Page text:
“Given Thailand’s important role in the international trade of shark fin, the country needs to rapidly strengthen its capability to trace the supply chain of shark fin,” the report says. New DNA techniques, like those used in the recent study, have a lot of potential both in Thailand and internationally to boost law enforcement and trade monitoring, Petch said.
Stepping up shark trade traceability would enable Thailand to keep pace with international regulations. Some 85% of the species found in the study were requiem sharks (Carcharhinidae), a family of sharks recently listed in Appendix II of CITES, the global wildlife trade convention. This makes their trade subject to strict controls. However, in a move unique among shark-trading countries, Thailand requested a six-year reservation on the new rules in order to put systems in place to monitor shark landings and trade.
Under current Thai law, whale sharks and four species of hammerhead sharks are the only shark species protected in Thai waters, with attempts to hunt, kill or trade them punishable by a prison term of up to 15 years or fines up to $42,400. However, the Thai Department of Fisheries is in the process of introducing additional protections for two further species of hammerheads alongside a national plan on the conservation and management of sharks.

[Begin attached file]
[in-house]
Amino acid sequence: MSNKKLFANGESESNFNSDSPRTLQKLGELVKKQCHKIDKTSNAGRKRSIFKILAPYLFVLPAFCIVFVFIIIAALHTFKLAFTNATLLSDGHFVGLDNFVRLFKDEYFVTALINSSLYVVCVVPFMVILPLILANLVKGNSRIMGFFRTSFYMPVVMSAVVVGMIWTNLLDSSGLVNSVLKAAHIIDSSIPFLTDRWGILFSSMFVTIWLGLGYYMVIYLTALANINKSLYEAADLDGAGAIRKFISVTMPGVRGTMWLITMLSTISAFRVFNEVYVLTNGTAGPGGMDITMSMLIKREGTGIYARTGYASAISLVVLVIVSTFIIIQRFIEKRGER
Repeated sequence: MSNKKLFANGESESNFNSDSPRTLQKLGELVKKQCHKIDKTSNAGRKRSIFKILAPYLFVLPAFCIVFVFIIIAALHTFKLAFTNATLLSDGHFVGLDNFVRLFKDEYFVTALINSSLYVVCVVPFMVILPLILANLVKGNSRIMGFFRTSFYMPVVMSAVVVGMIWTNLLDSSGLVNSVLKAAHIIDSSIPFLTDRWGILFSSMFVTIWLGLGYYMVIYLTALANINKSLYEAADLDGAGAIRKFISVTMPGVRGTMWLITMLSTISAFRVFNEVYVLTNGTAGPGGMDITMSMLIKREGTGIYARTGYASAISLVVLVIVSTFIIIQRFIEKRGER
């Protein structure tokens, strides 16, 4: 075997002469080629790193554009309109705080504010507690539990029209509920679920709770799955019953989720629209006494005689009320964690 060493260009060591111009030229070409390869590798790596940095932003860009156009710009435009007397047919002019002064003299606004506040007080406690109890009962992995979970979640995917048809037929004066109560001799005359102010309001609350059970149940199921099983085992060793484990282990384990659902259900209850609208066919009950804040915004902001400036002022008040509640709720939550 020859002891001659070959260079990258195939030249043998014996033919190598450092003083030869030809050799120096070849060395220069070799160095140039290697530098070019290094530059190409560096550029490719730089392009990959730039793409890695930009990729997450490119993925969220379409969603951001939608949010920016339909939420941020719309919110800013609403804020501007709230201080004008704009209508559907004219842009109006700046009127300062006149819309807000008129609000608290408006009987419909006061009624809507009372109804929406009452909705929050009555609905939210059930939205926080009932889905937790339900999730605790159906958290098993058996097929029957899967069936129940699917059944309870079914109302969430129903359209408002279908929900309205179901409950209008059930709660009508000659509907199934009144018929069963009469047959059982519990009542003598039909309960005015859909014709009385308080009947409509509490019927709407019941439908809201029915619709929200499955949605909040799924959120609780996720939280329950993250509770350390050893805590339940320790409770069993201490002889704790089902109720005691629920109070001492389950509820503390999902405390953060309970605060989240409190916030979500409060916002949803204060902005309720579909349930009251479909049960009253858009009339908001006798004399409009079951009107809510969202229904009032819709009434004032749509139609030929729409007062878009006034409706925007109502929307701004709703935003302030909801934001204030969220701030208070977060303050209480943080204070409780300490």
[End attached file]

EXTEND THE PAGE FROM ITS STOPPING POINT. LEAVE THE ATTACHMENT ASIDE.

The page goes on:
“The Department of Fisheries acknowledges the crucial role of sharks,” Chalermchai Suwannarak, director-general of the Department of Fisheries, said in a statement released by WildAid. “[The department] is committed to implementing measures that effectively monitor and regulate the trade of shark species listed under CITES, ensuring the sustainable use of sharks.”
But measures and plans are only ever as good as their implementation, Petch said. “The timeline for implementation [of the national plan on sharks] is still unclear,” he said. “We need to be clear why we need strict protections in certain areas and how that is going to benefit not just shark populations, but the whole marine ecosystem. Fish stocks will be better if you have better conservation … and in Thailand we generate a lot of economy through tourism, so conservation of marine species should be a top priority.”